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CHAPTER 5 Mostly Personal When Harold H. Martin wrote in The Saturday Evening Post that Bascom "walks all reared back....stands all reared back, like a man of substance..with dignity," he captured Lunsford's personal appearance as well as it can be put on paper. Of course, one has to realize that the "substance" giving Bascom his feeling and appearance of aplomb was not of land and cattle and money in the bank. It was something more ethereal, harder to grasp, and harder still to hang on to in changing times and values, but it was worth more to Bascom than property and cash. He was a small man, five feet six inches in height. In his prime he weighed 160 pounds. He had black hair and brown eyes that flashed and sparkled behind rimless glasses. He smiled constantly out of a ruddy complexion that looked as if it should belong to a red-haired man. He had full lips and a thin, well-shaped nose. His face was constantly expressive, reflecting the rapid movement of his imagination. His countenance was lightened by his zeal. He was always dapper. Usually short of money, his family of teachers had always been concerned about their appearance. A saying of the family reflected their character in hard times: "mend it, starch it, iron it and then go on." Bascom's brother Blackwell, a school principal, was seldom seen at the dinner table without a coat. Once a member of the family visited Blackwell and found him digging a ditch barefoot to save his shoes from the mud. When dinner time came, he washed up, put on his coat and came to the table barefoot. In the beginning, Bascom had dressed in a swallow-tail coat- for a performance or two and to have his picture made-but he shortly decided that this was going too far. He remembered a time, though, when the long-tailed coat had come in handy. While returning from a performance, he had a flat tire, and on looking in his trunk, he found he had no jack. A man came along and insisted on changing the tire for him, assuming by his dress that he was a preacher. At his festivals, he usually wore a white suit or dark coat and light trousers with a dark tie, although a dancer at the State Fair Festival in Raleigh remembers him dressing in a blue pinstriped suit, green hat, and green suede shoesl He insisted that the groups he directed dress properly. He was sometimes urged to dress people in phony hillbilly or western garb to promote his festivals, but he discouraged such attire, saying everything should be genuine and natural. He quoted John Lair of the Renfro Valley Barn Dance as saying that he was the only man Lair could never get to put on a checked shirt and an odd hat. "I said no, 89 I'm just doing my work as a citizen, and just because I'm going to sing a song or call a dance I learned from my great-granddaddy, why should I have to change my costume?" He was often called a ladies' man, but without the improper connotations. He liked to talk to women and loved to dance with them, and was always courtly , witty and attentive around them. He cut a dashing figure, for while he was a man of the mountains, he was also a man of the world. This does not, however, mean he was not a man's man. Artus Moser remembers "he was just a typical mountain man. He admired other mountain people. He liked to get into nature. He loved to camp and go bear hunting. He would go hunting regularly-get with mountaineers and go through the terrific strain of staying out a week and running after bears with bear dogs. I don't think he was such a great deer hunter, but he did love to chase the bears."l Byard Ray, master fiddler from Madison County, relates a hunting story about Bascom. "It was his first trip on a deer hunt. We were going down this creek to get to a deer stand. Somebody had a cow across the creek, and when she turned toward the light, her eyes shined. Bascom was trying to get his rifle around to shoot the cow. I said, 'Don't shoot that man's cow. That'd be a penitentiary crime.' I guess he got excited...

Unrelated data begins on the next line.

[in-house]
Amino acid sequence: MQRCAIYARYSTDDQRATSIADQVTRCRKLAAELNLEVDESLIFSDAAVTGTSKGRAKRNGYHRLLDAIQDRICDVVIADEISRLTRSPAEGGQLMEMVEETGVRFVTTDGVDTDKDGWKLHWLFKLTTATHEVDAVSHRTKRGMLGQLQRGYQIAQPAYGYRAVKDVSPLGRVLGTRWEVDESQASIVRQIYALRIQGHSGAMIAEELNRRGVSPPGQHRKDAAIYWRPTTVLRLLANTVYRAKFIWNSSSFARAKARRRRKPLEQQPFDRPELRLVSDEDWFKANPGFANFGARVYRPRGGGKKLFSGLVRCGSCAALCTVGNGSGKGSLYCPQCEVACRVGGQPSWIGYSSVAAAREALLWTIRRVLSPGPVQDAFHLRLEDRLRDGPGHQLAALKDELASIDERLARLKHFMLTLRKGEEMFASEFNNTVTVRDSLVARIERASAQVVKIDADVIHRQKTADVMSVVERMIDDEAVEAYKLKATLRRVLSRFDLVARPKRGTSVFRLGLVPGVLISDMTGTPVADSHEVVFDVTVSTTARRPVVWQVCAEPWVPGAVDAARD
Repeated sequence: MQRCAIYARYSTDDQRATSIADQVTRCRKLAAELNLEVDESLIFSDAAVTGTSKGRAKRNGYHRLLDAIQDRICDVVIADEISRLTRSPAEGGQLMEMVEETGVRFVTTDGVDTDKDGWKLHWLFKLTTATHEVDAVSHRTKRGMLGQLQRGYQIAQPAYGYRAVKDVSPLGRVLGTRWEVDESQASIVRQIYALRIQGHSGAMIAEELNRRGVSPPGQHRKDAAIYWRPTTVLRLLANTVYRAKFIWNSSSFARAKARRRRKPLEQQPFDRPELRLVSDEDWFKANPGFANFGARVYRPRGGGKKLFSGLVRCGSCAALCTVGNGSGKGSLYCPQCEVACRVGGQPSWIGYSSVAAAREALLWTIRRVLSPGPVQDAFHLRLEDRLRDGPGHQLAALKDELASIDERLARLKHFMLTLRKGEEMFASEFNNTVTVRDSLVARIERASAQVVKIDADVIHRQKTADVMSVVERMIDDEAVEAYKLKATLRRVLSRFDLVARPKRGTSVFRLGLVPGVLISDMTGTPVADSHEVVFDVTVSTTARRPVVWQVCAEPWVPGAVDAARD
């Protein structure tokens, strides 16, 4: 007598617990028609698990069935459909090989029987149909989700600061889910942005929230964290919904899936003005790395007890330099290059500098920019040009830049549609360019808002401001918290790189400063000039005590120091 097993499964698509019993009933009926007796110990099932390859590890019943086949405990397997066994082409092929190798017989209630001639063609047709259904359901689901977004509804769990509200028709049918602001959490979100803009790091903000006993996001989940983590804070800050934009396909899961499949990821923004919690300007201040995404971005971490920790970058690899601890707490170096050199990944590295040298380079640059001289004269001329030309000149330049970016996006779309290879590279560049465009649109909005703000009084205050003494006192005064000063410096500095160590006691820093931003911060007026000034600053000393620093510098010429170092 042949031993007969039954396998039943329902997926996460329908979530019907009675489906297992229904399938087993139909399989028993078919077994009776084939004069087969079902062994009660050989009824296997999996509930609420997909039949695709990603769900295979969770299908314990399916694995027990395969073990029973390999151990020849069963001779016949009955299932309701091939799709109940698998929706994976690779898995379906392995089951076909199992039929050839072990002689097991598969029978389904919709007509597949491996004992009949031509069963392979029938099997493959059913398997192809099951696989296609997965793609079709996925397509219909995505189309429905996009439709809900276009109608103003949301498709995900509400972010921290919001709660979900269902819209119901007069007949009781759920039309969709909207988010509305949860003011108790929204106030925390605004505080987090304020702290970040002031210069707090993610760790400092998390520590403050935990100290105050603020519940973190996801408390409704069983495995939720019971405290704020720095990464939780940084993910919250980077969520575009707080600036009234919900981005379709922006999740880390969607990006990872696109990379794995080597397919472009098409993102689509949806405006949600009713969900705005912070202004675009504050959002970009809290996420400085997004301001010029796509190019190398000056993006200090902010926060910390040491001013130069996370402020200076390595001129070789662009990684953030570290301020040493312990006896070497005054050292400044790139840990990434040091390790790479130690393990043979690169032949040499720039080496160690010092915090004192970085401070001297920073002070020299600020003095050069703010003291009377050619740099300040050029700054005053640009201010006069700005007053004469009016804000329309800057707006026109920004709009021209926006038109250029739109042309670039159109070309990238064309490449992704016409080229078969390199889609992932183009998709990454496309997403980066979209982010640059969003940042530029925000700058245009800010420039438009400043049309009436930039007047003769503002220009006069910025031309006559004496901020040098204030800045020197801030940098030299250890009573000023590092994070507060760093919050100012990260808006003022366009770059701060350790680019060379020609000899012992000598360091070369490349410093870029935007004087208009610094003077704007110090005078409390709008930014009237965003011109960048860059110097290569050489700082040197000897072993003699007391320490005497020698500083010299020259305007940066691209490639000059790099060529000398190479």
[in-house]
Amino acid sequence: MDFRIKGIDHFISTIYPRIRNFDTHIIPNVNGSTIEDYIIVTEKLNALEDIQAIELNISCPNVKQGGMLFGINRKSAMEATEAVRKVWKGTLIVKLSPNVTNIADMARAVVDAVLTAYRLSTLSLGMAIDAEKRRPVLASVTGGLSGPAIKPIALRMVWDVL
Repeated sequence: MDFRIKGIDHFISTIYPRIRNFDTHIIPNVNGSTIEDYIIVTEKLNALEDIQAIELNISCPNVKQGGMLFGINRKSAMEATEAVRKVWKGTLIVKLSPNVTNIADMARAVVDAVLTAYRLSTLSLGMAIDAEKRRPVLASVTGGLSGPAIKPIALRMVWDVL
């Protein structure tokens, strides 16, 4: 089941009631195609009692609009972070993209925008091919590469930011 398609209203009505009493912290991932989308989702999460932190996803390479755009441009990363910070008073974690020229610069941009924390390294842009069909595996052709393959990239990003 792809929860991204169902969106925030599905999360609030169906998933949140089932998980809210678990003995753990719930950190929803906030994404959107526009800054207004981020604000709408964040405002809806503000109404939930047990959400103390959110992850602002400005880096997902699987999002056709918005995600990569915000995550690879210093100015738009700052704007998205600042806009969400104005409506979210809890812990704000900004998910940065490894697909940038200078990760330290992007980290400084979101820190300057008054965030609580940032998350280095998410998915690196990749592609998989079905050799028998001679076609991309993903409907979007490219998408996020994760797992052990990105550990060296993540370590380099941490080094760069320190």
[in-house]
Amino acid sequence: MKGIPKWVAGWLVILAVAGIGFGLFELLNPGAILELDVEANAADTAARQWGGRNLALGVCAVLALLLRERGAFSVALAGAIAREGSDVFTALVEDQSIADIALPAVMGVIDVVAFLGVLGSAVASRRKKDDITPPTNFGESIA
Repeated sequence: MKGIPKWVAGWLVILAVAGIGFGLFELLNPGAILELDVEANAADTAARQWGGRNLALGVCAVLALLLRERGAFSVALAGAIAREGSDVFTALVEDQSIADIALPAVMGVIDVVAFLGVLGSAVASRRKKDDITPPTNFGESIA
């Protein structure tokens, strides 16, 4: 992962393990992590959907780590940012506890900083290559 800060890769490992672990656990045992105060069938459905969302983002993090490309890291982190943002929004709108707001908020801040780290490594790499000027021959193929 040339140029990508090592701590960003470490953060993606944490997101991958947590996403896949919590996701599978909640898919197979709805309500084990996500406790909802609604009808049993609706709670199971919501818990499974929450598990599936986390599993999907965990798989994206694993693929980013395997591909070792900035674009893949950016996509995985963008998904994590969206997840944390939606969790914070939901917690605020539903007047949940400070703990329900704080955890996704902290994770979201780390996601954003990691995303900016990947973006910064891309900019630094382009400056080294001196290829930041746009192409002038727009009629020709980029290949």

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Additional Information

ISBN
9780813148823
Related ISBN
9780813190273
MARC Record
OCLC
680416261
Pages
272
Launched on MUSE
2016-01-01
Language
English
Open Access
No
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